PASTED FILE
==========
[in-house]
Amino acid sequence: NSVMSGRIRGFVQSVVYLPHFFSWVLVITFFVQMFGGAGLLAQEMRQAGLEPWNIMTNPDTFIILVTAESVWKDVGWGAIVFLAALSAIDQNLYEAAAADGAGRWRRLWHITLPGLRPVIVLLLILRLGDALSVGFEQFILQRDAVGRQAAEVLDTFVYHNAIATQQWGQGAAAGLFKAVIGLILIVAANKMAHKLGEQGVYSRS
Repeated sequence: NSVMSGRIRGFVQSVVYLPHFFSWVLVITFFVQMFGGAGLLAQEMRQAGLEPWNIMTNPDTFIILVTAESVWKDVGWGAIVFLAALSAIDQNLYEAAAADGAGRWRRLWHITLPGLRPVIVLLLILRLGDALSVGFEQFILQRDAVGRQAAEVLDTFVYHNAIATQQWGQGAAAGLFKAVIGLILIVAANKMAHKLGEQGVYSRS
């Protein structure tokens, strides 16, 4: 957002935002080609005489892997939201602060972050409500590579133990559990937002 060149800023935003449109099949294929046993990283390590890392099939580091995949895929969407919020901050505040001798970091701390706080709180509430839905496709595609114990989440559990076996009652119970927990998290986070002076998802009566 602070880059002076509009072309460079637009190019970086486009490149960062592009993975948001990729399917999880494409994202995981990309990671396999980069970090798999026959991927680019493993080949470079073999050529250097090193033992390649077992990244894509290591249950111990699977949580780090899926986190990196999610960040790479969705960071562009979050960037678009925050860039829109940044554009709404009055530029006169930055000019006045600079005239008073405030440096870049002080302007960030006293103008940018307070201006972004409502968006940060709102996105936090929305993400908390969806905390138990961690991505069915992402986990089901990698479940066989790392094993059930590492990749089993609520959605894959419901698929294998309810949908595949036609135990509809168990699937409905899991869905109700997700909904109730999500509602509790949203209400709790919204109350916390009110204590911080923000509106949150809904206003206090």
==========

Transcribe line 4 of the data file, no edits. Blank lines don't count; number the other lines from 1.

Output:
């Protein structure tokens, strides 16, 4: 957002935002080609005489892997939201602060972050409500590579133990559990937002 060149800023935003449109099949294929046993990283390590890392099939580091995949895929969407919020901050505040001798970091701390706080709180509430839905496709595609114990989440559990076996009652119970927990998290986070002076998802009566 602070880059002076509009072309460079637009190019970086486009490149960062592009993975948001990729399917999880494409994202995981990309990671396999980069970090798999026959991927680019493993080949470079073999050529250097090193033992390649077992990244894509290591249950111990699977949580780090899926986190990196999610960040790479969705960071562009979050960037678009925050860039829109940044554009709404009055530029006169930055000019006045600079005239008073405030440096870049002080302007960030006293103008940018307070201006972004409502968006940060709102996105936090929305993400908390969806905390138990961690991505069915992402986990089901990698479940066989790392094993059930590492990749089993609520959605894959419901698929294998309810949908595949036609135990509809168990699937409905899991869905109700997700909904109730999500509602509790949203209400709790919204109350916390009110204590911080923000509106949150809904206003206090």